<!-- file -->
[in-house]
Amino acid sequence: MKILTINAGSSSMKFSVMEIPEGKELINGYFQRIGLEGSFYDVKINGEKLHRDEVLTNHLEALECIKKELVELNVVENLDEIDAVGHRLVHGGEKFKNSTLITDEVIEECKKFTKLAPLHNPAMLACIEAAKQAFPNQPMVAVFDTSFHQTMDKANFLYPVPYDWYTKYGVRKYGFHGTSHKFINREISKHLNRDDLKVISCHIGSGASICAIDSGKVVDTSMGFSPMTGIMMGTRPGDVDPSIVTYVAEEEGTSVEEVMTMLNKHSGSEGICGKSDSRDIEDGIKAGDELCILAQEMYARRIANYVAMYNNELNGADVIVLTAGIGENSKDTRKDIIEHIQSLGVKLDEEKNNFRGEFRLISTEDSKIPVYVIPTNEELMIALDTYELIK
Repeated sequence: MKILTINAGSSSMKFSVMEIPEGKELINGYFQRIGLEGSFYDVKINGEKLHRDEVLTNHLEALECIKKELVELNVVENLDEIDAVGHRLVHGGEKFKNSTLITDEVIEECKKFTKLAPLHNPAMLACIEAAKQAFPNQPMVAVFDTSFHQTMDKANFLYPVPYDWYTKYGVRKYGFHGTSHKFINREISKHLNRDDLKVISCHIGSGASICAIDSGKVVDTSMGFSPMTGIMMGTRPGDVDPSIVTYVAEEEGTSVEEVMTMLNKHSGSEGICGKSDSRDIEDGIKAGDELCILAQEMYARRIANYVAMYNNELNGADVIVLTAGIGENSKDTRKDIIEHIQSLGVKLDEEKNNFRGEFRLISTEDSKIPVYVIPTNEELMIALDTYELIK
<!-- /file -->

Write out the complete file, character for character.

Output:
[in-house]
Amino acid sequence: MKILTINAGSSSMKFSVMEIPEGKELINGYFQRIGLEGSFYDVKINGEKLHRDEVLTNHLEALECIKKELVELNVVENLDEIDAVGHRLVHGGEKFKNSTLITDEVIEECKKFTKLAPLHNPAMLACIEAAKQAFPNQPMVAVFDTSFHQTMDKANFLYPVPYDWYTKYGVRKYGFHGTSHKFINREISKHLNRDDLKVISCHIGSGASICAIDSGKVVDTSMGFSPMTGIMMGTRPGDVDPSIVTYVAEEEGTSVEEVMTMLNKHSGSEGICGKSDSRDIEDGIKAGDELCILAQEMYARRIANYVAMYNNELNGADVIVLTAGIGENSKDTRKDIIEHIQSLGVKLDEEKNNFRGEFRLISTEDSKIPVYVIPTNEELMIALDTYELIK
Repeated sequence: MKILTINAGSSSMKFSVMEIPEGKELINGYFQRIGLEGSFYDVKINGEKLHRDEVLTNHLEALECIKKELVELNVVENLDEIDAVGHRLVHGGEKFKNSTLITDEVIEECKKFTKLAPLHNPAMLACIEAAKQAFPNQPMVAVFDTSFHQTMDKANFLYPVPYDWYTKYGVRKYGFHGTSHKFINREISKHLNRDDLKVISCHIGSGASICAIDSGKVVDTSMGFSPMTGIMMGTRPGDVDPSIVTYVAEEEGTSVEEVMTMLNKHSGSEGICGKSDSRDIEDGIKAGDELCILAQEMYARRIANYVAMYNNELNGADVIVLTAGIGENSKDTRKDIIEHIQSLGVKLDEEKNNFRGEFRLISTEDSKIPVYVIPTNEELMIALDTYELIK